The event Modern Mathematics is full on and yesterday was Topology Day. So I have tried to write interesting facts I found about topology. I have to admit that this topic was not completely new to me and even if I wasn’t extremely good at it at university, I enjoyed its concepts a lot. Also, thank you for all of you that have sent me suggestions for this day.
Topology developed as a field of study out of geometry and set theory, through analysis of such concepts as space, dimension, and transformation. Such ideas go back to Gottfried Leibniz, who in the 17th century envisioned the geometria situs (Greek-Latin for “geometry of place”) and analysis situs (Greek-Latin for “picking apart of place”). Leonhard Euler’s Seven Bridges of Königsberg Problem and Polyhedron Formula are arguably the field’s first theorems. The term topology was introduced by Johann Benedict Listing in the 19th century, although it was not until the first decades of the 20th century that the idea of a topological space was developed. By the middle of the 20th century, topology had become a major branch of mathematics.
Topology can be formally defined as “the study of qualitative properties of certain objects (called topological spaces) that are invariant under a certain kind of transformation (called a continuous map), especially those properties that are invariant under a certain kind of transformation (called homeomorphism).”
The motivating insight behind topology is that some geometric problems depend not on the exact shape of the objects involved, but rather on the way they are put together. For example, the square and the circle have many properties in common: they are both one dimensional objects (from a topological point of view) and both separate the plane into two parts, the part inside and the part outside. To deal with these problems that do not rely on the exact shape of the objects, one must be clear about just what properties these problems do rely on. From this need arises the notion of homeomorphism. Intuitively, two spaces are homeomorphic if one can be deformed into the other without cutting or gluing. A traditional joke is that a topologist cannot distinguish a coffee mug from a doughnut, since a sufficiently pliable doughnut could be reshaped to a coffee cup by creating a dimple and progressively enlarging it, while shrinking the hole into a handle. Homeomorphism can be considered the most basic topological equivalence. Another is homotopy equivalence. This is harder to describe without getting technical, but the essential notion is that two objects are homotopy equivalent if they both result from “squishing” some larger object.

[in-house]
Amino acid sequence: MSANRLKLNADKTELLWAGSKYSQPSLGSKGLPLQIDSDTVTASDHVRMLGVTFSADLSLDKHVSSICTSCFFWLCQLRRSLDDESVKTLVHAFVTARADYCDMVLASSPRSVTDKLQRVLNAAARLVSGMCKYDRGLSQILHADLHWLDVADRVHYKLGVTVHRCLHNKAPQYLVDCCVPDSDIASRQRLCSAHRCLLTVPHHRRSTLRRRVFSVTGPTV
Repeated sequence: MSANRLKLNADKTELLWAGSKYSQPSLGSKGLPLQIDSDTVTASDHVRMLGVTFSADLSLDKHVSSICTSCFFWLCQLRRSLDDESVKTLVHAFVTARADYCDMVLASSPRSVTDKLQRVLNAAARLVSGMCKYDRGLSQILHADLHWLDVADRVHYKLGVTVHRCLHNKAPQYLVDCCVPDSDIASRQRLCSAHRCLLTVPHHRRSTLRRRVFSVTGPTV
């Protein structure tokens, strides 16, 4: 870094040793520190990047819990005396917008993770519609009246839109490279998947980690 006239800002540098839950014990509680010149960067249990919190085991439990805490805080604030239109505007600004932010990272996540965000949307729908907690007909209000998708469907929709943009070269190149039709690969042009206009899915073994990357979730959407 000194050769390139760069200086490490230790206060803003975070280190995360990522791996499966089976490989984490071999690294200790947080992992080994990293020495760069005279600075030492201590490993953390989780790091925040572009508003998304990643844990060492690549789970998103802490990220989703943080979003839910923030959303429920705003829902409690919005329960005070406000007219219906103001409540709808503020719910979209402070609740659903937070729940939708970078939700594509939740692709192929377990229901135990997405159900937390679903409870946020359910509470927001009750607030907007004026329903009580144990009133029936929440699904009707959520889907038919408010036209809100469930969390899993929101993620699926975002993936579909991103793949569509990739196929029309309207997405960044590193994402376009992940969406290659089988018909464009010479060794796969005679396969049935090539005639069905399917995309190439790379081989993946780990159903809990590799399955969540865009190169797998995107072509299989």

Interesting applications of topology:
1. In physics, topology is used in several areas such as quantum field theory and cosmology. In cosmology, topology can be used to describe the overall shape of the universe. This area is known as spacetime topology.
2. Knot theory, a branch of topology, is used in biology to study the effects of certain enzymes on DNA. These enzymes cut, twist, and reconnect the DNA, causing knotting with observable effects such as slower electrophoresis. Topology is also used in evolutionary biology to represent the relationship between phenotype and genotype. Phenotypic forms that appear quite different can be separated by only a few mutations depending on how genetic changes map to phenotypic changes during development.
Do you know of any other applications of topology? Let me know in the comment box bellow. Moreover, I would advice you to read the article “In space, do all roads lead to home?” to find out more about other interesting facts.
Also, check for a funny way of explaining some topological concepts:
And because there should be no day without some book recommendations, here are some of the ones I find most useful and interesting:
Main Source: Wikipedia;
There are many other sources for learning about topology and I advice you to search and give it a try. At least a small glance over it and some of its wonderful concepts will make you see the world with different eyes.
Don’t forget that maths is everywhere! Enjoy! ~LThMath~